Exploring influences on evaluation practice: A case study of a national physical activity programme

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Fynn, JF 
Hardeman, W 
Milton, K 
Jones, Andy 

Background Interventions to improve physical activity behaviour are a core part of public health policy and practice. It is essential that we evaluate these interventions and use the evidence to inform decisions to improve population health. Evaluation of ‘real-world’ interventions provide an opportunity to generate practice-relevant evidence, however these interventions are difficult to evaluate. Various guidelines have been developed to facilitate evaluation, but evidence about their effectiveness in practice is limited. To explore influences on evaluation practice in an applied context, we conducted a case study of Sport England’s ‘Get Healthy Get Active’ (GHGA) programme. This was a national programme that funded 33 projects that were delivered and evaluated across England. The programme was chosen as it was designed to generate evidence on the role of sport in increasing physical activity and improving health. The study aimed to explore and appraise whether strategies intended to facilitate project evaluation, including funder requirements to use a standardised evaluation framework and specific data collection methods, were effective in generating evidence that enabled the programme to meet its aims. Methods We applied a collective case study design involving 35 semi-structured interviews, and documentary analysis of multiple sources of evidence from 23 physical activity projects funded by GHGA. We applied thematic and framework analysis. We developed a logic model and mapped actual outcomes against intended outcomes. A narrative synthesis is provided. We discuss implications for the effective commissioning and evaluation of public health interventions. Results We identified five main themes of influences on evaluation practices that can act as barriers and facilitators to good practice: programme and project design; evaluation design; partnerships; resources; and organisational structures and systems. These influences are context-specific and operate through a complex set of interactions. Conclusion Developing a better understanding of how influences on evaluation practice can act as facilitators or barriers is vital to help close current gaps in the evidence-based practice cycle. Critically, organisational structures and systems are needed to facilitate collaborative decision making; integration of projects and evaluation across partners organisations; transfer of knowldege and insights between stakeholders; and more rapid feedback and dissemination.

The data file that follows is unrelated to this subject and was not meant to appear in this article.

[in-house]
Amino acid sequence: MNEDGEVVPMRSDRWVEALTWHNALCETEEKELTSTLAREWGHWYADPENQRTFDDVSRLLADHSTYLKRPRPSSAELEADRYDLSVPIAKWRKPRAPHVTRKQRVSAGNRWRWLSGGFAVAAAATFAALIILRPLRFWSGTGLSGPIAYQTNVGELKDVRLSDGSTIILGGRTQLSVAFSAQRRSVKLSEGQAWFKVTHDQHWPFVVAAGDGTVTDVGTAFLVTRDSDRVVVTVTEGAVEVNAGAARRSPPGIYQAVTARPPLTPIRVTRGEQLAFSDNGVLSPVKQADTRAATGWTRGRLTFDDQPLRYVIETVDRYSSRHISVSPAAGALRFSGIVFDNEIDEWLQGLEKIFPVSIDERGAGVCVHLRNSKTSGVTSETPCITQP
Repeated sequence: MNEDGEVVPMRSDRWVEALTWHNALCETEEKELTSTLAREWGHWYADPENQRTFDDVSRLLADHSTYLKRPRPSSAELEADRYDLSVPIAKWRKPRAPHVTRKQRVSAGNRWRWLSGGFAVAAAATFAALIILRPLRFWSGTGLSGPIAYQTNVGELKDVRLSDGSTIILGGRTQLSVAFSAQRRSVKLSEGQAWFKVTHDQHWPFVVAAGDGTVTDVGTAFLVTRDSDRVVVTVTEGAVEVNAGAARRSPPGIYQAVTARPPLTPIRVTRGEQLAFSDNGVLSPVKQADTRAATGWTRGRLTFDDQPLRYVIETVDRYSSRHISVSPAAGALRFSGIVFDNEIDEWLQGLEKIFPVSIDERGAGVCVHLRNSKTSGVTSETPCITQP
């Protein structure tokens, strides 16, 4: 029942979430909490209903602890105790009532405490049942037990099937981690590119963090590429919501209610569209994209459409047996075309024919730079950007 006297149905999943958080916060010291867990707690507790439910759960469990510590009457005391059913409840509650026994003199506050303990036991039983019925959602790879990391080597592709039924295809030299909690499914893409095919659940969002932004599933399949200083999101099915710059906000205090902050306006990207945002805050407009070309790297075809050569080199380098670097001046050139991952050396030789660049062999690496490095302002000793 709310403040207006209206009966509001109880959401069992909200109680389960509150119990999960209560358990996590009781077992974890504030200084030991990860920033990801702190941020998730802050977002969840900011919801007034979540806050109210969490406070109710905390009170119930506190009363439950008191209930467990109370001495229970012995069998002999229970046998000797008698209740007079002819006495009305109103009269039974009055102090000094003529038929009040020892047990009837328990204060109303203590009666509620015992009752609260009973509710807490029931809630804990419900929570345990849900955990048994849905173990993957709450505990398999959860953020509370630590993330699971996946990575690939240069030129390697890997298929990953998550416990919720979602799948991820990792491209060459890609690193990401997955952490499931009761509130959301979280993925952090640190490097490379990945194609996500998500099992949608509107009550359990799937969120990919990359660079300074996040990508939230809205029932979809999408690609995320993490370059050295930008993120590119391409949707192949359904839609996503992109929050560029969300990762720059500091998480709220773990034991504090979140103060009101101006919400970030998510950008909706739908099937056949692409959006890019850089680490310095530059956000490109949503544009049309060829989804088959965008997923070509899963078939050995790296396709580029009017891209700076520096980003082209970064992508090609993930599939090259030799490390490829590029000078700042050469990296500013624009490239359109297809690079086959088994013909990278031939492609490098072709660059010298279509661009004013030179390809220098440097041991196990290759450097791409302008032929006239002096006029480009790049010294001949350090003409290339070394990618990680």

Journal Title
International Journal of Behavioral Nutrition and Physical Activity
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BioMed Central
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Medical Research Council (MR/K023187/1)
The work was undertaken by the Centre for Diet and Activity Research (CEDAR), a UKCRC Public Health Research Centre of Excellence. Funding from the British Heart Foundation, Cancer Research UK, Economic and Social Research Council, Medical Research Council, the National Institute for Health Research, and the Wellcome Trust, under the auspices of the UK Clinical Research Collaboration, is gratefully acknowledged. The funders had no role in any element of this research.